The Great Reversal
This neglect of the gospel by the Modernists led to a great betrayal, which in turn triggered a great reversal by the Fundamentalists. Christians who were committed to the historic Christian faith reacted to the social gospel by reversing course. Rather than pursuing a ministry of word and deed and committing themselves to proclaiming the gospel and doing justice, they doubled down on one to the exclusion of the other. These tragic missteps continue to plague the American church down to the present moment.
All Justice Is Social
In 1966, over 900 self-identified evangelicals from 71 different countries gathered at Wheaton College in order to hammer out a statement on how evangelism and social responsibility are related. Their document became known as the Wheaton Declaration. In part they state, “We reaffirm unreservedly the primacy of preaching the gospel to every creature, and we will demonstrate anew God’s concern for social justice and human welfare…We urge all evangelicals to stand openly and firmly for racial equality, human freedom, and all forms of social justice throughout the world.” Many traditional Christians have a knee jerk reaction to the term ‘social justice’ because they equate that term with Marxism. But words like ‘justice’ and ‘love’ are not self explanatory—they need to be defined. I am sure that there are some who use the term ‘social justice’ to refer to state control of the means of production and forced redistribution of wealth by the government, but that's not what the Bible says about justice. Let us be clear on that. And yet, from the Bible's point of view, all justice is social because it's about right relationships—first and foremost with God, and then secondarily with one another.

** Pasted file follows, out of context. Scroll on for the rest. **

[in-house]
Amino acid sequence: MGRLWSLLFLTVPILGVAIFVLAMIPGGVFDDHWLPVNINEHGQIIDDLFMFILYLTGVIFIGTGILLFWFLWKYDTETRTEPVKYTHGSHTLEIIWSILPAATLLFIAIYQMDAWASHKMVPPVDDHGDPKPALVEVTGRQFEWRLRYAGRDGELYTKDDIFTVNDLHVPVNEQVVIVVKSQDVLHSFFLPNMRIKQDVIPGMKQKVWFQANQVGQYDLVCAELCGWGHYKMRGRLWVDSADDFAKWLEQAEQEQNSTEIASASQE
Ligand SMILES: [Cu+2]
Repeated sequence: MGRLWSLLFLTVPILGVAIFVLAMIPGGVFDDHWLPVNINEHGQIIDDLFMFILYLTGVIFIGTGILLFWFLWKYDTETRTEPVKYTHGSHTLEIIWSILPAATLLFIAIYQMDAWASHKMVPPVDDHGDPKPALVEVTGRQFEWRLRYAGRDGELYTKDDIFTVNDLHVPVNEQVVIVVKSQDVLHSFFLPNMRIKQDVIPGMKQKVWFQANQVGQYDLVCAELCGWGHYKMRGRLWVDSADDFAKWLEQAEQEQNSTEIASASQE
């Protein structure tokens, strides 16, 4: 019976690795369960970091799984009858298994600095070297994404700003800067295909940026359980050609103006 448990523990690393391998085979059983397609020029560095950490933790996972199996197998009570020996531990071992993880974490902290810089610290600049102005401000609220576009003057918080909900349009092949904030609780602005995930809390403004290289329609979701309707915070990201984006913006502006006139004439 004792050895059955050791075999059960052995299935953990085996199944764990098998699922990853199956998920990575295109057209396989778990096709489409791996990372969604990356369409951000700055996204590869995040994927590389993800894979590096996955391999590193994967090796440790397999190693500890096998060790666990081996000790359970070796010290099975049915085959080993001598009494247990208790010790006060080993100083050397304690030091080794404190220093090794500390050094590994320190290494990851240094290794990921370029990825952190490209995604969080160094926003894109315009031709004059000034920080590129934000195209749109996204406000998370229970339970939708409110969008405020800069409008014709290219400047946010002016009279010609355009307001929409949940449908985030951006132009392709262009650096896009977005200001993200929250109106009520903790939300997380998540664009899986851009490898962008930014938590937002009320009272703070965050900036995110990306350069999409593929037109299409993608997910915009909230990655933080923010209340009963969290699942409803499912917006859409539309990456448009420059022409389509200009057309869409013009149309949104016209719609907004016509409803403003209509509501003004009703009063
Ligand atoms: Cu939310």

Where We Go From Here
It is critically important for us to understand this history or else we stand in danger of repeating it. Just as churches split at the turn of the last century over these debates, we fear that they may do so again if we are not careful. Therefore, churches today, including Central, must decide what kind of church they will be from this moment in history forward. Will we preserve what God has joined together or tear it asunder? Will we fall prey to a great betrayal or a great reversal or will we retrieve our great legacy? Will we proclaim the good news of the gospel while also doing justice? We have to try, knowing that Jesus can redeem even our worst mistakes.
Before we ever hear the anger in Jesus' voice towards religious hypocrisy or injustice, we need to see the tears in his eyes. At the end of Matthew 23, Jesus issues a lament over the city of Jerusalem because its inhabitants do not know the way of peace and human flourishing. He says, “‘O Jerusalem, Jerusalem, the city that kills the prophets and stones those who are sent to it! How often would I have gathered your children together as a hen gathers her brood under her wings, and you were not willing!”
There will be a final day of reckoning when God will make all things right, and if we are honest with ourselves, we know that we could not stand up under the judgment. But Jesus provides a way out. On the cross, he has stretched out his arms so that he might gather us underneath the shelter of his wings. When the consuming fire of judgment rolls through, we can be assured that the flames will not touch us, if by faith, we have placed ourselves under the shelter that he provides. Through his work on the cross, he has done everything that is necessary in order to reconcile us in relationship to God so that we might be able to love God with all of our heart, mind and soul, and to love one another.
From “Jesus + Justice: The Eclipse of Justice”, adapted by Mary-Catherine McKee